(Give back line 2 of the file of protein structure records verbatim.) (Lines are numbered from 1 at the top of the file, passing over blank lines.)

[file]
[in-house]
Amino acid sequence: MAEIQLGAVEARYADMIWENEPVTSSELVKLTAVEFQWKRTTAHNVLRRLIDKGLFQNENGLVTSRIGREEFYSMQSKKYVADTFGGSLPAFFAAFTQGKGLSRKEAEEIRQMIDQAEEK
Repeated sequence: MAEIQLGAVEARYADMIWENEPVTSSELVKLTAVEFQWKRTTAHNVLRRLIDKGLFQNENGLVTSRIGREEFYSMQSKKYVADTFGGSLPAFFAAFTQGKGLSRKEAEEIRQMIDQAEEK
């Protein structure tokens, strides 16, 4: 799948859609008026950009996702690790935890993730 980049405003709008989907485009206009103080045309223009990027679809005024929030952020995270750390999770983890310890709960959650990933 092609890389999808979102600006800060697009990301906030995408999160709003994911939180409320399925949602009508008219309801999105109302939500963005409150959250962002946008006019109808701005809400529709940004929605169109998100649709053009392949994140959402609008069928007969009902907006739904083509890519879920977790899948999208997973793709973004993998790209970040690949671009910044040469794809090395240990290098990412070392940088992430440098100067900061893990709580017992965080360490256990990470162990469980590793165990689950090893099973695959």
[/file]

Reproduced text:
Amino acid sequence: MAEIQLGAVEARYADMIWENEPVTSSELVKLTAVEFQWKRTTAHNVLRRLIDKGLFQNENGLVTSRIGREEFYSMQSKKYVADTFGGSLPAFFAAFTQGKGLSRKEAEEIRQMIDQAEEK